A bony swelling or bump that occurs along the side of the big toe joint. Bunions may start in the teenage years, but usually occur in the 20 to 30 age group. Three times as many women as men have bunions.
FREQUENT SIGNS AND SYMPTOMS
A big toe that points in, toward the other toes. This is called hallux valgus.
Thickened skin over the bony bump at the base of the big toe.
Fluid may build up under the thickened skin.
Foot pain and stiffness.
The symptoms progress slowly over a period of years.
The big toe has been forced into an incorrect position. This causes the joint to stick out. The big toe may overlap one or more of the other toes.
RISK INCREASES WITH
Family history of foot problems (inherited weakness in the toe joints).
Shoes that have high heels and narrow toes that push the toes together.
Exercise daily to keep muscles of the feet and legs in good condition.
Wear shoes that have wide toes and fit well. Don't wear high heels or shoes without room for toes in their normal position.
A bunion is permanent unless surgery is performed to remove it. Self-care can help improve the symptoms.
Infection of the bunion, especially in persons with diabetes mellitus.
Inflammation and arthritis in other joints caused by difficulty in walking. Arthritis can result from abnormal stress on the foot, hip, and spine.
Bunion may grow back after surgery.
DIAGNOSIS & TREATMENT
Your health care provider can diagnose a bunion by its appearance. An X-ray of the toe joint may be done.
Treatment usually involves self-care steps and surgery, if needed.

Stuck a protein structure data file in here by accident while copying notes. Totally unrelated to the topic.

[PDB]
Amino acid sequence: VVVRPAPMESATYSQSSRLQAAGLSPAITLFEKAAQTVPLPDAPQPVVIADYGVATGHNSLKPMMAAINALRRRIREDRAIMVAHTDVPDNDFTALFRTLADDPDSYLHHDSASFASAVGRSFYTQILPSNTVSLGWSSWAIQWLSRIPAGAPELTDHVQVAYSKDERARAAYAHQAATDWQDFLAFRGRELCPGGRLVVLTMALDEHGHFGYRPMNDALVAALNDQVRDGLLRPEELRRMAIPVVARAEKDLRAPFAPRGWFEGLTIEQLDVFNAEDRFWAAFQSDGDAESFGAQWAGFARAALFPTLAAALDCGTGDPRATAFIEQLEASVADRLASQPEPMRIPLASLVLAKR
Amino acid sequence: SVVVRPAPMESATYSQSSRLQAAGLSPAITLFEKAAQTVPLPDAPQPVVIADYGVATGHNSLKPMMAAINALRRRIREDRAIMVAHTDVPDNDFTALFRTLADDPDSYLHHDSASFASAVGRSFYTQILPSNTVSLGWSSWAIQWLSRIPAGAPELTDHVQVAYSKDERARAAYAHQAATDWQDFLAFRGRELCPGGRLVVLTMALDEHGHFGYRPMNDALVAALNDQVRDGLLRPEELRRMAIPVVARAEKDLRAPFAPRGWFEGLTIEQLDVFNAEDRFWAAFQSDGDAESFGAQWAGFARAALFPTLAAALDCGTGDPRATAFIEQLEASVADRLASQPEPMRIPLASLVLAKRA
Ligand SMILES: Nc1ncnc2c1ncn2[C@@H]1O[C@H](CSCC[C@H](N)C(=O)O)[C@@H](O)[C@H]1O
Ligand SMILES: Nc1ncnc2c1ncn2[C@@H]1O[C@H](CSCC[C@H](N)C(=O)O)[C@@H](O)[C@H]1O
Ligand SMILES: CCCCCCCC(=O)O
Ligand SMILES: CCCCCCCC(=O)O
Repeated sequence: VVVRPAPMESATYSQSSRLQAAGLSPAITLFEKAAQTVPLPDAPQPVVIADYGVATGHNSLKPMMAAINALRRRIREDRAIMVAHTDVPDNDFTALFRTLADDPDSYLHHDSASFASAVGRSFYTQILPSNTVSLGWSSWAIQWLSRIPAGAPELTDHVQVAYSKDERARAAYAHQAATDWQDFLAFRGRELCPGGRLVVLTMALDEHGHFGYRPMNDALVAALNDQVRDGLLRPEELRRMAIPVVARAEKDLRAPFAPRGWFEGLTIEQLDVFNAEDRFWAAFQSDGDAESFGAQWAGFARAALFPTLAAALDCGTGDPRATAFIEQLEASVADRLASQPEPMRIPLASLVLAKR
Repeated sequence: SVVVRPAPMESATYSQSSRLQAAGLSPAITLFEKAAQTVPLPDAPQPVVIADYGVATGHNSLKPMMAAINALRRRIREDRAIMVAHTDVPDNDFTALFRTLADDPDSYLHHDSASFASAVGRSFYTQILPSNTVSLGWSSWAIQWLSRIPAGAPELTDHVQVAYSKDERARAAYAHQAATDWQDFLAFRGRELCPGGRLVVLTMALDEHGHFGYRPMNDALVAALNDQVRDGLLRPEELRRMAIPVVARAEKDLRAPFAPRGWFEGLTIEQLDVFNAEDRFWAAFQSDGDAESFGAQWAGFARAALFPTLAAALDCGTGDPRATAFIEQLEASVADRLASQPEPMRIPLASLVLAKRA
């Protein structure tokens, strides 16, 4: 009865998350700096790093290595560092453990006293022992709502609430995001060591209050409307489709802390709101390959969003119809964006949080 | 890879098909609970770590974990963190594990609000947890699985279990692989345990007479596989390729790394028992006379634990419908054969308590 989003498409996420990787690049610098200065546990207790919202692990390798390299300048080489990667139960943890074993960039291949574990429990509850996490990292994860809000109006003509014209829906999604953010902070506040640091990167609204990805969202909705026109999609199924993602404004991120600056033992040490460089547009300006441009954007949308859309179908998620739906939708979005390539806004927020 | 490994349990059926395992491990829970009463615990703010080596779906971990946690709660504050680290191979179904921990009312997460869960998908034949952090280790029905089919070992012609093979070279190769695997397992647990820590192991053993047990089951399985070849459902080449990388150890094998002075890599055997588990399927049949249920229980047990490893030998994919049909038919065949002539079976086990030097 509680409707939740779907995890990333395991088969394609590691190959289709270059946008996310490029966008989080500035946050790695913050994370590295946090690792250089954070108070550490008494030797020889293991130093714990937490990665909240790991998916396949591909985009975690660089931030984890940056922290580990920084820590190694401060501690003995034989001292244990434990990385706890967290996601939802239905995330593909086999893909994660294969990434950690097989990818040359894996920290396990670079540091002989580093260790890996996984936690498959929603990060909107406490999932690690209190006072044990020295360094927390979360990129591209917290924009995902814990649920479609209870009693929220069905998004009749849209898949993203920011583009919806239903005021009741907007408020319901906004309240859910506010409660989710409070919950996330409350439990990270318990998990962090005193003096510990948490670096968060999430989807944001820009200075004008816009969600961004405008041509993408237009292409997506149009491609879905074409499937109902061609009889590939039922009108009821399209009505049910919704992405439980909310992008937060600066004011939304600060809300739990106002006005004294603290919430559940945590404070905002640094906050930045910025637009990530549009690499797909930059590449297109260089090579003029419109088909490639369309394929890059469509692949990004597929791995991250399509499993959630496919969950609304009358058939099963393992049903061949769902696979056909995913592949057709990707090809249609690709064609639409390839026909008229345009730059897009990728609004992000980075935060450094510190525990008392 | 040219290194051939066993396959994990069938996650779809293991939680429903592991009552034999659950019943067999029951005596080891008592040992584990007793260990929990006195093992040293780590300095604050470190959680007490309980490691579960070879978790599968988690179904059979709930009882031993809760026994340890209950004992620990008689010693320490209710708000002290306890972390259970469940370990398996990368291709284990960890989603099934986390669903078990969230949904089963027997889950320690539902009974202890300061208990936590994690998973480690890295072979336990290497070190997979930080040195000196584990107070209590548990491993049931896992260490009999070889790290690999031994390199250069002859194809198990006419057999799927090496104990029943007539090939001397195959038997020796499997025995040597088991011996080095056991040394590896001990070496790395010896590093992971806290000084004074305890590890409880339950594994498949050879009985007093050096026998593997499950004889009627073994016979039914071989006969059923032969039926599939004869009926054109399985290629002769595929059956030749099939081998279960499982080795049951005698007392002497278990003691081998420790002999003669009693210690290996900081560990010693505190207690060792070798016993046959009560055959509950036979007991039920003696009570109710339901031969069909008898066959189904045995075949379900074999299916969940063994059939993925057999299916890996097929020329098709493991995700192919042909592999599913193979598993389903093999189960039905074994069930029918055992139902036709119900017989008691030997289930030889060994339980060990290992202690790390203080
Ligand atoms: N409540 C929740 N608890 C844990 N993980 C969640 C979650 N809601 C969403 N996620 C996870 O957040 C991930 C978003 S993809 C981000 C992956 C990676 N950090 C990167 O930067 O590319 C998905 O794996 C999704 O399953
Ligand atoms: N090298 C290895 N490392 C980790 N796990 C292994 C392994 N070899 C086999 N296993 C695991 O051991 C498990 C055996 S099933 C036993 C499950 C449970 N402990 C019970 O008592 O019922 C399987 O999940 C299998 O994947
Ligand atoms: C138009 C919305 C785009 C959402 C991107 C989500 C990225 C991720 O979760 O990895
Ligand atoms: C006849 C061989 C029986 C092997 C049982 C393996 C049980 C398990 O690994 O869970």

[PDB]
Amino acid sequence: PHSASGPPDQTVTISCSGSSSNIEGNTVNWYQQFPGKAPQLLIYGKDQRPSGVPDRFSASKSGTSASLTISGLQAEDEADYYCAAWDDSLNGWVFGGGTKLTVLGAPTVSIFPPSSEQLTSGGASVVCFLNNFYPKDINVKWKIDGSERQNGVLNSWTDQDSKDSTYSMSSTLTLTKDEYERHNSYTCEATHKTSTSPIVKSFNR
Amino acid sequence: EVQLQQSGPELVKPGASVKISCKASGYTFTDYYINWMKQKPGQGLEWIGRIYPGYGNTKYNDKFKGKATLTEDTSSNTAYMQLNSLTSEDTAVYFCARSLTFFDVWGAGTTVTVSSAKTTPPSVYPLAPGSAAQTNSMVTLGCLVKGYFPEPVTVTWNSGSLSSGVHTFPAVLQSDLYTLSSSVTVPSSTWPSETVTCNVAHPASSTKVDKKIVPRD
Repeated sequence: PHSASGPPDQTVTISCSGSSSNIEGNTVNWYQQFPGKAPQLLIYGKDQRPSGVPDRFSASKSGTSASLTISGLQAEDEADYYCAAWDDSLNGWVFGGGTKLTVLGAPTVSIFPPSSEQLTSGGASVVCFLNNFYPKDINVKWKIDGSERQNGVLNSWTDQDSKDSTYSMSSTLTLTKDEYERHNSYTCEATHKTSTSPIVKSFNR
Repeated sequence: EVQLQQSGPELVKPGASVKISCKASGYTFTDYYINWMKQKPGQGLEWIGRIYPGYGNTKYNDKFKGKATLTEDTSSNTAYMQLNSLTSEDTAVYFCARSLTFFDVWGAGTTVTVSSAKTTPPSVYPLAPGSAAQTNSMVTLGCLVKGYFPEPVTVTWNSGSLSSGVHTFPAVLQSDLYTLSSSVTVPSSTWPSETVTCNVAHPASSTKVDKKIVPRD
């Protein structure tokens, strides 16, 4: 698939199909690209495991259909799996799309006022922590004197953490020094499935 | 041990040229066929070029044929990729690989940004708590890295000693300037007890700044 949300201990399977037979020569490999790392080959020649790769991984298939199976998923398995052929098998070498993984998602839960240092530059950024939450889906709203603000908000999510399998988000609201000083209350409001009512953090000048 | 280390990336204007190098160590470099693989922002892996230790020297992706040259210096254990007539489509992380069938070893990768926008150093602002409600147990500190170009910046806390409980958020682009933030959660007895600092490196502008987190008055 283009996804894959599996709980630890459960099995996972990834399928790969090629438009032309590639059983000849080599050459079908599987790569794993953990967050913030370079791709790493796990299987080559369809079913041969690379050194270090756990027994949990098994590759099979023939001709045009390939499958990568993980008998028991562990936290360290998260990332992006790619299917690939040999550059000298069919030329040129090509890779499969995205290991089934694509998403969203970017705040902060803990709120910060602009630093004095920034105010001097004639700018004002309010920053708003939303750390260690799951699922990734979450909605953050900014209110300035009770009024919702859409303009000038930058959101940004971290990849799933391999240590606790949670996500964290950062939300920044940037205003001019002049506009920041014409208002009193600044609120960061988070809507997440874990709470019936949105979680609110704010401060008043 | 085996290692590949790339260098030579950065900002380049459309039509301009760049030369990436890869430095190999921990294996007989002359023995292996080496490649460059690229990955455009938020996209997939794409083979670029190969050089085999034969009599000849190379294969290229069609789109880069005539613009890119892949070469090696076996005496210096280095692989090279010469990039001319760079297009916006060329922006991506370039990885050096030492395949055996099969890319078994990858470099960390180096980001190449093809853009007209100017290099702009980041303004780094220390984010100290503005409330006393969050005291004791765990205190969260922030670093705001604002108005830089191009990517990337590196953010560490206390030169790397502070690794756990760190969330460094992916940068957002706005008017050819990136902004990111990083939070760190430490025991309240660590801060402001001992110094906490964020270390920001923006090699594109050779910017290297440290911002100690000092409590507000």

Wear comfortable shoes that fit well.
If there is swelling, redness, and pain, keep pressure off the affected toe.
Before bedtime, separate the first toe from the others with a foam-rubber pad.
Wear a thick, ring-shaped pad around and over the bunion. Use arch supports to relieve pressure on the bunion. These are available in drugstores or shoe-repair shops.
Custom-made orthotics (shoe inserts) may be prescribed.
Surgery (bunionectomy) may be recommended when bunion makes walking painful.
The bunion is removed and the toe may be straightened. Specific instructions will be provided for self-care after surgery.
Use nonprescription drugs such as aspirin or ibuprofen for pain, swelling, and soreness.
If you have surgery, resume your normal activities slowly after surgery. Recovery may take 2 months or more.
No special diet.
NOTIFY OUR OFFICE IF
You or a family member has a bunion that is interfering with normal activities.
You develop signs of infection after treatment or surgery. Signs of infection include fever, tenderness, or pain.